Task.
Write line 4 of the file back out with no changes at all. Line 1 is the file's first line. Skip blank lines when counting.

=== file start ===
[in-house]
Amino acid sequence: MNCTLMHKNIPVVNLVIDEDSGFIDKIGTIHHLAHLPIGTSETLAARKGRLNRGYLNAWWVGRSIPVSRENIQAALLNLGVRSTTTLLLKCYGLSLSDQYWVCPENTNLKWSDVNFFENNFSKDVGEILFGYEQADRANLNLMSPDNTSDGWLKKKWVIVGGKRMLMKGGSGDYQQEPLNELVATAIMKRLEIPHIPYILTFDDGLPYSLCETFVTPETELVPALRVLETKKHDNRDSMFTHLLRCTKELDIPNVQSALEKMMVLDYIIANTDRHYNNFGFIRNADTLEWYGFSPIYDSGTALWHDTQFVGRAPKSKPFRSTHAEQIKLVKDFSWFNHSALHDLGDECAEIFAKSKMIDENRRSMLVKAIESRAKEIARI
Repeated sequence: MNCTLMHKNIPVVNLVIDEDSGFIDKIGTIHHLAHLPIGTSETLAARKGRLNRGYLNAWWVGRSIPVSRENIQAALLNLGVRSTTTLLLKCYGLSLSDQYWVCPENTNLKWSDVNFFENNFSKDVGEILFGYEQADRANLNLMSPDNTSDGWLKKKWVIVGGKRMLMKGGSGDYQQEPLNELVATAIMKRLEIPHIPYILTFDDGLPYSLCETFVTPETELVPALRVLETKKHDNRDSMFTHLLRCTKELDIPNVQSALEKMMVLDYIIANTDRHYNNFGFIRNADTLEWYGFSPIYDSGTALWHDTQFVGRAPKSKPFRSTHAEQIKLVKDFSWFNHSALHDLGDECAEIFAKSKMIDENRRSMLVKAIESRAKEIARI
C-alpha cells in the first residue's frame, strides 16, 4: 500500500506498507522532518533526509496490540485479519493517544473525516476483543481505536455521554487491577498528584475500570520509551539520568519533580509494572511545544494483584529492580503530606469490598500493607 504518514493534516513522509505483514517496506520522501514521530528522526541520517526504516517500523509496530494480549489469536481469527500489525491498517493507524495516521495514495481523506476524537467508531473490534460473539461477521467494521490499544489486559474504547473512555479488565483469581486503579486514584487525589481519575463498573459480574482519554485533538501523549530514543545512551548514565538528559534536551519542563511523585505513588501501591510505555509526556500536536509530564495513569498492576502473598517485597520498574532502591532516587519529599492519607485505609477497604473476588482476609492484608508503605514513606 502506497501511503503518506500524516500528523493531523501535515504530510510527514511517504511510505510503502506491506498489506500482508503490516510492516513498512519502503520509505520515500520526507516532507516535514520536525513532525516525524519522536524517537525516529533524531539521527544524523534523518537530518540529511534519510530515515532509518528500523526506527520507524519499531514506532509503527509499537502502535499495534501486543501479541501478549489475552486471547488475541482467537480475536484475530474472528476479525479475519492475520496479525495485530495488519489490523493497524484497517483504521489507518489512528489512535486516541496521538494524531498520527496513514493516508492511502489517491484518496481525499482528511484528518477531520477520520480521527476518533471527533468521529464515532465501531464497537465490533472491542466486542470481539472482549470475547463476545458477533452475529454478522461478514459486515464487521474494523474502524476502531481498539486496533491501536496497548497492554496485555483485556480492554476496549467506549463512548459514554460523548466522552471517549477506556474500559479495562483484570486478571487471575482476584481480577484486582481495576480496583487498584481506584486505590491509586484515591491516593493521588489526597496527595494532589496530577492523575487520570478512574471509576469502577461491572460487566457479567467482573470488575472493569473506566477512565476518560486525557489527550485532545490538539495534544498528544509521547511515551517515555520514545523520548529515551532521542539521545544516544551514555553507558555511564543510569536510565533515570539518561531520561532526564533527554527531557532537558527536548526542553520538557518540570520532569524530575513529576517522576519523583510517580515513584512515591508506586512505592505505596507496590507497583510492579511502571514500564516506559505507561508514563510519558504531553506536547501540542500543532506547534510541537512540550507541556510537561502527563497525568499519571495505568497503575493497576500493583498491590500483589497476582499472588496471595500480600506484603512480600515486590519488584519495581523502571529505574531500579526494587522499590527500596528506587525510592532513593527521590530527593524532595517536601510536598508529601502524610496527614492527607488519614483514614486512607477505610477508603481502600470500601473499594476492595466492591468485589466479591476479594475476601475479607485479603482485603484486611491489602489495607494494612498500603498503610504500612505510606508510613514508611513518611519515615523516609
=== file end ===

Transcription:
C-alpha cells in the first residue's frame, strides 16, 4: 500500500506498507522532518533526509496490540485479519493517544473525516476483543481505536455521554487491577498528584475500570520509551539520568519533580509494572511545544494483584529492580503530606469490598500493607 504518514493534516513522509505483514517496506520522501514521530528522526541520517526504516517500523509496530494480549489469536481469527500489525491498517493507524495516521495514495481523506476524537467508531473490534460473539461477521467494521490499544489486559474504547473512555479488565483469581486503579486514584487525589481519575463498573459480574482519554485533538501523549530514543545512551548514565538528559534536551519542563511523585505513588501501591510505555509526556500536536509530564495513569498492576502473598517485597520498574532502591532516587519529599492519607485505609477497604473476588482476609492484608508503605514513606 502506497501511503503518506500524516500528523493531523501535515504530510510527514511517504511510505510503502506491506498489506500482508503490516510492516513498512519502503520509505520515500520526507516532507516535514520536525513532525516525524519522536524517537525516529533524531539521527544524523534523518537530518540529511534519510530515515532509518528500523526506527520507524519499531514506532509503527509499537502502535499495534501486543501479541501478549489475552486471547488475541482467537480475536484475530474472528476479525479475519492475520496479525495485530495488519489490523493497524484497517483504521489507518489512528489512535486516541496521538494524531498520527496513514493516508492511502489517491484518496481525499482528511484528518477531520477520520480521527476518533471527533468521529464515532465501531464497537465490533472491542466486542470481539472482549470475547463476545458477533452475529454478522461478514459486515464487521474494523474502524476502531481498539486496533491501536496497548497492554496485555483485556480492554476496549467506549463512548459514554460523548466522552471517549477506556474500559479495562483484570486478571487471575482476584481480577484486582481495576480496583487498584481506584486505590491509586484515591491516593493521588489526597496527595494532589496530577492523575487520570478512574471509576469502577461491572460487566457479567467482573470488575472493569473506566477512565476518560486525557489527550485532545490538539495534544498528544509521547511515551517515555520514545523520548529515551532521542539521545544516544551514555553507558555511564543510569536510565533515570539518561531520561532526564533527554527531557532537558527536548526542553520538557518540570520532569524530575513529576517522576519523583510517580515513584512515591508506586512505592505505596507496590507497583510492579511502571514500564516506559505507561508514563510519558504531553506536547501540542500543532506547534510541537512540550507541556510537561502527563497525568499519571495505568497503575493497576500493583498491590500483589497476582499472588496471595500480600506484603512480600515486590519488584519495581523502571529505574531500579526494587522499590527500596528506587525510592532513593527521590530527593524532595517536601510536598508529601502524610496527614492527607488519614483514614486512607477505610477508603481502600470500601473499594476492595466492591468485589466479591476479594475476601475479607485479603482485603484486611491489602489495607494494612498500603498503610504500612505510606508510613514508611513518611519515615523516609